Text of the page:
Why blog as an administrator? - Part 1
Scott McLeod, J.D., Ph.D., is an Associate Professor of Educational Leadership at the University of Kentucky. He also is the Founding Director of the UCEA Center for the Advanced Study of Technology Leadership in Education (CASTLE), the nation’s only academic center dedicated to the technology needs of school administrators, and was a co-creator of the wildly popular video series, Did You Know? (Shift Happens). He has received numerous national awards for his technology leadership work, including recognitions from the cable industry, Phi Delta Kappa, and the National School Boards Association. In Spring 2011 he was a Visiting Canterbury Fellow at the University of Canterbury in New Zealand. Dr. McLeod blogs regularly about technology leadership issues at Dangerously Irrelevant and Mind Dump, and occasionally at The Huffington Post. He can be reached at scottmcleod.net.
Much attention has been paid to the value of teachers and/or students blogging. Today I kick off a week-long series of posts that discuss the potential value of blogging by K-12 administrators. Although my comments this week primarily will focus on principals, the same advantages are analogous to superintendents, technology coordinators, and other central office administrators. This series of posts stems from Chapter 4 of The Corporate Blogging Book by Debbie Weil. So... why blog as an administrator?
Reason 1: Sharing news and events
Blogs are ideal for principals to quickly post news items for their school communities. Upcoming special events, recent awards won by students or staff, classroom highlights, reminders, lunch menus, extracurricular activities, deadlines, and other newsletter-type items are extremely well-suited for blogs and are quick and easy ways to keep a school community informed.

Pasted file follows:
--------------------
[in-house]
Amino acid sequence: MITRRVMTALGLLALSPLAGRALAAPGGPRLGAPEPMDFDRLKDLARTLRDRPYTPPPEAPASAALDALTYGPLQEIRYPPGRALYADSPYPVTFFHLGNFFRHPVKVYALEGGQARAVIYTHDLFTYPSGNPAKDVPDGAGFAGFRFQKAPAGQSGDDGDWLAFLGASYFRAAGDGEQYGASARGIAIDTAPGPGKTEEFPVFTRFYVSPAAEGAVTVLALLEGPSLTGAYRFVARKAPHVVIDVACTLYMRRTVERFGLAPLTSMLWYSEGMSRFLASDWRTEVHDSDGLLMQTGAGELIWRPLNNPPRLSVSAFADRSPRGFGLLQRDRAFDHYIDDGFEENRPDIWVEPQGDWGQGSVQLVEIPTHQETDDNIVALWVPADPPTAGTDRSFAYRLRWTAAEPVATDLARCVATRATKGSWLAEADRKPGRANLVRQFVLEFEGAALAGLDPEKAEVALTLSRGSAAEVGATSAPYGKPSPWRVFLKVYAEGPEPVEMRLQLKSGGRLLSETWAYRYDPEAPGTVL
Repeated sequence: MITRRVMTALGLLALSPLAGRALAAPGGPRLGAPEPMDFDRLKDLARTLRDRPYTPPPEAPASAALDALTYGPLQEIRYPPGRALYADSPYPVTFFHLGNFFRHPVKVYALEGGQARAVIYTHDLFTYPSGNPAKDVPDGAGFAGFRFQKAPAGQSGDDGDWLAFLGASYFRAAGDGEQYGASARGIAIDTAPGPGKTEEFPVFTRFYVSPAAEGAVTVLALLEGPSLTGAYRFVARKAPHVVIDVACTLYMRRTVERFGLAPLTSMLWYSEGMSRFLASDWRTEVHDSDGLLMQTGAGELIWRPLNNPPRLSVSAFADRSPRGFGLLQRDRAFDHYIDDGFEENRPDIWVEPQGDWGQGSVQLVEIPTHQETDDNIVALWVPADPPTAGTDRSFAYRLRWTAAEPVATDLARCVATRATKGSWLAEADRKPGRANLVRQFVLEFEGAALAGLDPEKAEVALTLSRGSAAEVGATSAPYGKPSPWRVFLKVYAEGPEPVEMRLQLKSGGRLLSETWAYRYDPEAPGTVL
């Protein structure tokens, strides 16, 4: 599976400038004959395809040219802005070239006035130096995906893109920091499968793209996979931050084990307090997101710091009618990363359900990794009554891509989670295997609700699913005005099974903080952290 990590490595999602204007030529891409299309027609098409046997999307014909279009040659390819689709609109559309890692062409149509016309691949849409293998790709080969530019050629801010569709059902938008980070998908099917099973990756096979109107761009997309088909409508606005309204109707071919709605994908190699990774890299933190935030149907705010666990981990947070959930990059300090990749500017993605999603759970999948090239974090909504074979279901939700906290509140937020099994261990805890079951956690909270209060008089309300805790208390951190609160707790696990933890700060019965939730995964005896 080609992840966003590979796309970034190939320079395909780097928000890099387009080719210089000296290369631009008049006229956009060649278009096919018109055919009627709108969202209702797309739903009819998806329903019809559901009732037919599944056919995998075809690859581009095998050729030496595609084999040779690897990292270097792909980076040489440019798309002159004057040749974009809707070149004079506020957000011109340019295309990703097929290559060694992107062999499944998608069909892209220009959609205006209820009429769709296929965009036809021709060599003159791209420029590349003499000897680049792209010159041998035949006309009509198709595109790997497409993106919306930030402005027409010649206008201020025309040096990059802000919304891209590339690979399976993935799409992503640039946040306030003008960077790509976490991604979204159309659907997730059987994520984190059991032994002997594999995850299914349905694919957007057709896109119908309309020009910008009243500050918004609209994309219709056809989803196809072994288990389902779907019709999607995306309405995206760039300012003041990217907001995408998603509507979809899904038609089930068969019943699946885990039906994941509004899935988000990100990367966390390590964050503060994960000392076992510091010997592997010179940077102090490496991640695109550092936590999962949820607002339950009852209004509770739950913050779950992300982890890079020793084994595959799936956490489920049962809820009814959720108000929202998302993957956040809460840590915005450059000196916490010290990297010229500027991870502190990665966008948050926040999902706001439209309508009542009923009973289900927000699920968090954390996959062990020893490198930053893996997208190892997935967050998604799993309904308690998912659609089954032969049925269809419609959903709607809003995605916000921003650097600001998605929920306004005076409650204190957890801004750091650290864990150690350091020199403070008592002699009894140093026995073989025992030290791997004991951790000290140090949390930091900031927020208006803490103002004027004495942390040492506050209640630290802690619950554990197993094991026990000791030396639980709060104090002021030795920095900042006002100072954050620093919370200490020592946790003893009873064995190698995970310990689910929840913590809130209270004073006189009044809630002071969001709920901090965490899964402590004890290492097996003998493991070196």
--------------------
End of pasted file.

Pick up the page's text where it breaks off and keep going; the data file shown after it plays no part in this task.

Reason 2: Progress monitoring
Community members often are interested in the progress of a school's ongoing activities. Examples might include building a new facility, implementing new curricula, hiring new staff, trying to pass a levy or referendum, and other school initiatives. Regular posts to update stakeholders on the progress of these types of activities can go a long way toward building goodwill and keeping community members informed.
Reason 3: Status alerts
Another type of blog post might be a quick message to alert the community of a short-term problem, event cancellation, etc. Status alerts will be most effective when the community knows to go to the blog for the latest news.
That's it for today. Here's the schedule for the rest of the week:
- Tuesday: marketing and public relations
Giving our solar system a "slap in the face."
- A stream of galactic debris is hurtling at us, pulling dark matter along with it
- It's traveling so quickly it's been described as a hurricane of dark matter
- Scientists are excited to set their particle detectors at the onslffaught
The ability to speak clearly, succinctly, and powerfully is easier than you think
The ability to communicate effectively can make or break a person's assessment of your intelligence, competence, and authenticity.
Once again, our circadian rhythm points the way.
- Seven individuals were locked inside a windowless, internetless room for 37 days.
- While at rest, they burned 130 more calories at 5 p.m. than at 5 a.m.
- Morning time again shown not to be the best time to eat.
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